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Reaping dead children

 
 
Mike Dowling
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      11-28-2004
I'm having problems reaping my dead children.

I have written a perl script that starts a monster program that
determines optimal schedules for my companies power plants. It can
happen that the optimisation software takes hours, months, or years.
Obviously, we would like to interrupt the program when that happens, but
my perl script is blocked until the monster finishes, or until it's
interrupted. So I start a second process with "fork" that writes info
from the log file that the monster is continually writing. I don't want
that second process to become a zombie, so I reap dead children ising:

use POSIX ":sys_wait_h";

$SIG{CHLD} = \&REAPER;

sub REAPER { # reap my dead children to avoid zombies
my $stiff;
while (($stiff = waitpid(-1, WNOHANG)) > 0) { }
$SIG{CHLD} = \&REAPER;
}

Now my child can rest in peace.

But, and here's the problem, if monster terminates with an error
message, I want to cath that, and analyse why. With any kind of
reaping, including

$SIG{CHLD} = 'IGNORE'

(I am really not interested in why my child dies), the status code
returned by monster is changed. I don't care that happens to dead
children started by "fork", but it is vital to check why a child dies
that is started with "system". What can be done?

Cheers,
Mike Dowling

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Brian McCauley
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      11-28-2004
I seem to be dogged with Usenet posting problems. Let's try again...

Mike Dowling wrote:

> I'm having problems reaping my dead children.
>
> I have written a perl script that starts a monster program that
> determines optimal schedules for my companies power plants. It can
> happen that the optimisation software takes hours, months, or years.
> Obviously, we would like to interrupt the program when that happens, but
> my perl script is blocked until the monster finishes, or until it's
> interrupted. So I start a second process with "fork" that writes info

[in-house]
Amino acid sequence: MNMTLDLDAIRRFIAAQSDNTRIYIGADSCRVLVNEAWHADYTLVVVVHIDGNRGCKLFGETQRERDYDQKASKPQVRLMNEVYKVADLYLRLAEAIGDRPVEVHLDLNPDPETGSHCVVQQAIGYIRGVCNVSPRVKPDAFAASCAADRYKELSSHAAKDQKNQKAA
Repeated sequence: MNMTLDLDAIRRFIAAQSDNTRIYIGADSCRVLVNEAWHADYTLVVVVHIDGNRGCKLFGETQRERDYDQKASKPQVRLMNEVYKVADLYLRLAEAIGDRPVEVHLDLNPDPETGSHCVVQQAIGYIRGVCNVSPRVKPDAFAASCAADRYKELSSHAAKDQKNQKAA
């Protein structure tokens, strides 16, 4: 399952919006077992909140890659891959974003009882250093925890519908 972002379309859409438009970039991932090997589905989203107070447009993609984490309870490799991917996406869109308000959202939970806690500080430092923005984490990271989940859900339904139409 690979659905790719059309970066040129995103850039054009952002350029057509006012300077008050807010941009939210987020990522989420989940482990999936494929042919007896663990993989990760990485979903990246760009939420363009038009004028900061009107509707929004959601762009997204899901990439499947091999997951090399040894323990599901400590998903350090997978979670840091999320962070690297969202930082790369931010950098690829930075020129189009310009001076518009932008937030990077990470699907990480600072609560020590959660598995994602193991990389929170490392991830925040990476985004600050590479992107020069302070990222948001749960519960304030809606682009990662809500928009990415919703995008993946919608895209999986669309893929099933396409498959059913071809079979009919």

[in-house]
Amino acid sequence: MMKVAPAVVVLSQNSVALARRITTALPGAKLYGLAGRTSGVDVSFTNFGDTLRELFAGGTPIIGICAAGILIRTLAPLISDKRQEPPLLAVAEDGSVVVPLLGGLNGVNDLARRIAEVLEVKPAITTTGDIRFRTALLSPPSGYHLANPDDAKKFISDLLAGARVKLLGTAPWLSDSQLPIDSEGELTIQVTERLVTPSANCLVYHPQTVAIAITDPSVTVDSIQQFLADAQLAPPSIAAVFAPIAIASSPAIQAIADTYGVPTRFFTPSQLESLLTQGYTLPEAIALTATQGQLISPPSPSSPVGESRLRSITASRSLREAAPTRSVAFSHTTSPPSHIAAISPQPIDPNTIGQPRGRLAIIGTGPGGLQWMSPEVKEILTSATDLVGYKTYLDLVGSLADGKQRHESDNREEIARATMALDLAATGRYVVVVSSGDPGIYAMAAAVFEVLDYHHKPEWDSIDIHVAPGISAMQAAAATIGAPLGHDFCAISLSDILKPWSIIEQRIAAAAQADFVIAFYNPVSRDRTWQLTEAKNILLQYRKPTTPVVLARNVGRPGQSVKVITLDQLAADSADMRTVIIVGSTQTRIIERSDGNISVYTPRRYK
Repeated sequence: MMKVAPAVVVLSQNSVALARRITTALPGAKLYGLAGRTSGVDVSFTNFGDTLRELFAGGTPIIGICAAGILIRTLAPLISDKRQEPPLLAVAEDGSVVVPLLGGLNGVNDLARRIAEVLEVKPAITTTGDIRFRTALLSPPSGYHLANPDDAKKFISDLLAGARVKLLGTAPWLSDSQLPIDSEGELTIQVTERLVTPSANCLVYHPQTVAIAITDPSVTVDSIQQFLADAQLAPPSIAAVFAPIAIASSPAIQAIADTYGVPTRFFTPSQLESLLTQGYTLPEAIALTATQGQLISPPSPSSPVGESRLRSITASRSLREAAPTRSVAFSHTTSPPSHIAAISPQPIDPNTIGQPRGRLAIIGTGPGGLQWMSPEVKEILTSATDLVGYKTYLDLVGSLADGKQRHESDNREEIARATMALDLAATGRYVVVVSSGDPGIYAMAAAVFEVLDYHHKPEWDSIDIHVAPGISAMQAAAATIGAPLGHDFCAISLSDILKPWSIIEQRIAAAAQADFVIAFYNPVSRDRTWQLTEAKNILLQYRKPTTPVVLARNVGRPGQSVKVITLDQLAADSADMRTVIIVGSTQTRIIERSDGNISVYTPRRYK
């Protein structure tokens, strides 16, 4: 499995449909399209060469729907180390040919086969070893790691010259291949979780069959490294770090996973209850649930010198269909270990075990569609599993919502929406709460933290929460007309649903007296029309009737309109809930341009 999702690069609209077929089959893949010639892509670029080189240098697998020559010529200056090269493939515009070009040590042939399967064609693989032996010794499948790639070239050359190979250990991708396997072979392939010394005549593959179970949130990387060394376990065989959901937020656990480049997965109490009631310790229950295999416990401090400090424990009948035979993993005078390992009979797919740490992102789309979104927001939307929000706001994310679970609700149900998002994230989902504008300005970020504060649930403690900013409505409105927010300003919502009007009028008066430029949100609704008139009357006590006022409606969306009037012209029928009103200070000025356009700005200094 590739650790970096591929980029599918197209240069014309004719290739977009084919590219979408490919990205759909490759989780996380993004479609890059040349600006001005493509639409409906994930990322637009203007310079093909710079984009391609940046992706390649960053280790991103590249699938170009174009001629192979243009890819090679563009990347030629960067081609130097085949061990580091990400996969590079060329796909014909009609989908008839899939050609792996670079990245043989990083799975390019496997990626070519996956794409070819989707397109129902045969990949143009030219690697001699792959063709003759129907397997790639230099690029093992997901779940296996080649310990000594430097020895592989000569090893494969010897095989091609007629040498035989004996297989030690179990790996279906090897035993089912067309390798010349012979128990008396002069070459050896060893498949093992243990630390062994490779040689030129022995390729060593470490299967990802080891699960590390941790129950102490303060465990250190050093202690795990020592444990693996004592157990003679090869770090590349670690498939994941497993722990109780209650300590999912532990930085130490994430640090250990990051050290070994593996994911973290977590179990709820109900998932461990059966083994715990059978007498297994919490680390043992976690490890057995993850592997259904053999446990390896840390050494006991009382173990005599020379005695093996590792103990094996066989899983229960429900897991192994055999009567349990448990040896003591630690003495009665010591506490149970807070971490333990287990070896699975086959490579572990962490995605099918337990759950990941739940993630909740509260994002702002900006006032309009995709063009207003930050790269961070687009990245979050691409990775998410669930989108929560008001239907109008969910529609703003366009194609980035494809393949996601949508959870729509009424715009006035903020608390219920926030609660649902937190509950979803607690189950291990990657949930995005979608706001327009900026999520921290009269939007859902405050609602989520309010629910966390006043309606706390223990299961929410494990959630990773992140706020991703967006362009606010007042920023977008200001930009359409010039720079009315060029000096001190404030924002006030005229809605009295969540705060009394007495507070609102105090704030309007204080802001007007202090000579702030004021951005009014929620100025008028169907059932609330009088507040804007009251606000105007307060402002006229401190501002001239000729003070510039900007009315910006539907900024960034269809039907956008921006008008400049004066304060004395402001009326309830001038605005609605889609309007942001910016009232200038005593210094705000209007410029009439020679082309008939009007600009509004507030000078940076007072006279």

> from the log file that the monster is continually writing. I don't want
> that second process to become a zombie,


Why not just let the zombies persist until the monster has finished then
explicitly reap using waitpid($pid,0)? No need for handlers.

 
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Ben Morrow
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      11-30-2004

Quoth http://www.velocityreviews.com/forums/(E-Mail Removed):
> I'm having problems reaping my dead children.
>
> I have written a perl script that starts a monster program that
> determines optimal schedules for my companies power plants. It can
> happen that the optimisation software takes hours, months, or years.
> Obviously, we would like to interrupt the program when that happens, but
> my perl script is blocked until the monster finishes, or until it's
> interrupted. So I start a second process with "fork" that writes info
> from the log file that the monster is continually writing. I don't want
> that second process to become a zombie, so I reap dead children ising:
>
> use POSIX ":sys_wait_h";
>
> $SIG{CHLD} = \&REAPER;
>
> sub REAPER { # reap my dead children to avoid zombies
> my $stiff;
> while (($stiff = waitpid(-1, WNOHANG)) > 0) { }
> $SIG{CHLD} = \&REAPER;
> }
>
> Now my child can rest in peace.
>
> But, and here's the problem, if monster terminates with an error
> message, I want to cath that, and analyse why. With any kind of
> reaping, including
>
> $SIG{CHLD} = 'IGNORE'
>
> (I am really not interested in why my child dies), the status code
> returned by monster is changed. I don't care that happens to dead
> children started by "fork", but it is vital to check why a child dies
> that is started with "system". What can be done?


Create the 'monster' child yourself with fork/exec. Then you don't need
the other child: the main program can deal with reading the logfile and
killing it when necessary.

To answer your actual question, $? is only valid *inside* the
sighandler, and if you have one the return value of system is invalid.
So, find out the pid of your 'monster' child (you will need to do the
system by hand with fork/exec to do this), and store it in a global; in
the sighandler, check if $stiff == $monster and if it is stick $? into
another global that you can look at back in the main program. You *will*
find you get nasty effects if you have a waitpid($monster) in the main
program and a waitpid(-1) in the sighandler running at the same time;
I'd probably use eval { POSIX:ause } in the main program and then die
in the sighandler if we've got the monster child.

Yes, all this business with globals is pretty nasty; but that's signals
for you, I'm afraid... . You may be able to make the sighandler a
closure: something like

sub run_monster {
my $monster_pid = ...;
my $monster_status;

$SIG{CHLD} = sub {
...;
if ($stiff == $monster_pid) {
$monster_status = $?;
die;
}
};
}

but I haven't tested that.

Ben

--
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we grow old because we stop playing.
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